So often I am asked if it is legal to record one’s employer. Other times, I am asked whether one should record their employer.
I typically begin the conversation by differentiating what is legal and what is reasonable in the context of employment law.
In Ontario, we have one-party consent with respect to recordings which means that it is legal to record a conversation with your employer without their consent, as long as you are a participant in that conversation, consent to that conversation being recorded, and you were intended to receive the communication. It is illegal to secretly record someone else’s conversation for which you are not a participant or for which the other members of the conversation do not know that you are a participant.
With that said, it is important to keep in mind that just because it may be legal to record your employer in the sense that you won’t be sent to jail for doing so, it does not always mean that it is reasonable or acceptable in the workplace.
The courts have suggested that in some circumstances, surreptitiously recording your employer without their knowledge and consent, may be grounds for just cause. Feelings of trust and honesty between the employee and employer which, are foundational in the employment relationship, may be replaced by feelings of deceit and mistrust. In circumstances where the employer loses trust in the employee, serious misconduct may be proven in which case, the employee would have sufficient grounds to terminate the employment relationship for just cause.
However, there is no “one-size-fits-all” policy when it comes to secretly recording your employer and the reasons for doing so will certainly matter in determining whether recording one’s employer constitutes serious misconduct. For example, if an employee felt that they were a victim of bullying and/or harassment by management and the facts were contentious, there may be a justification for secretly recording one’s manager if the reason was meant to gather evidence of a toxic work environment. Recording your employer with the intention of whistleblowing may be another example of a situation where recording your employment may not constitute serious misconduct.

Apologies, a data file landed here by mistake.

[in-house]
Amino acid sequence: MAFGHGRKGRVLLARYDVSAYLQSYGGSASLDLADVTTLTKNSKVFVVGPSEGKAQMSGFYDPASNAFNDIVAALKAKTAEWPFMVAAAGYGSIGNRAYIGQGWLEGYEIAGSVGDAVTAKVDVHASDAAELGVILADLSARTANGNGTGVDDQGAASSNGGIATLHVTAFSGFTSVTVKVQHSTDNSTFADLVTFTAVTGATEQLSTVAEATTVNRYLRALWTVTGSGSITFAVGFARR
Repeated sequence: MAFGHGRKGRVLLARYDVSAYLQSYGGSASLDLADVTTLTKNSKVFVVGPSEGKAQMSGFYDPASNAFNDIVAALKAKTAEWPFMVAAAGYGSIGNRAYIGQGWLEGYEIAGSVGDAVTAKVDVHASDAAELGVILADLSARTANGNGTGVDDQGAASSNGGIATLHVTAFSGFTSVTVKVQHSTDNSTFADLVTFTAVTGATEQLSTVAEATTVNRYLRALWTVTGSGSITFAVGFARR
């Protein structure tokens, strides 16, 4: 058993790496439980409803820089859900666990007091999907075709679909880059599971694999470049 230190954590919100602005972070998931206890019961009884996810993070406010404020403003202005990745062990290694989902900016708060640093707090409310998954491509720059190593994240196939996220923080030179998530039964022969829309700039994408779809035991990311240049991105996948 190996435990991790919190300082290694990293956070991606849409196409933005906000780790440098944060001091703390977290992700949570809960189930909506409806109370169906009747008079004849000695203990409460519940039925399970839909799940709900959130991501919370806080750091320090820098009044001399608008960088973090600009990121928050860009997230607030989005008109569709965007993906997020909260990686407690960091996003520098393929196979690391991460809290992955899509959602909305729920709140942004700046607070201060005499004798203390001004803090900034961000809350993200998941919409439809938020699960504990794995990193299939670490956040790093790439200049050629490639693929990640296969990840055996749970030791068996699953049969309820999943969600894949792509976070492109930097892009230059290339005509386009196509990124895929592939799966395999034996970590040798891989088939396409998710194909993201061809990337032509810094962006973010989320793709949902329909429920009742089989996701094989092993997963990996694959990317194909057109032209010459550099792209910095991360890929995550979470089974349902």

Ultimately, an employee can be dismissed for secretly recording a conversation with their employer at work. Whether or not the employer can terminate the employee with just cause will depend on the circumstances and whether the recording eroded the trust to the degree that the employee could not be trusted again.
Before recording your employer, it’s important to ask yourself, why are you recording your employer, what are you going to do with that recording and how will it help or hurt your situation. If you find yourself in a situation where you feel you are being bullied or harassed by your employer with few alternatives, it is a good idea to speak with an employment lawyer first before making that recording.
Lecker & Associates is a Toronto employment law firm that has fought for employees for over 35 years. We specialize as Employee lawyers and act as employee-side legal counsel. We have been involved in thousands of cases involving wrongful dismissal, constructive dismissal, employment law in Ontario, employment contracts, sexual harassment in the workplace, short and long-term disability claims.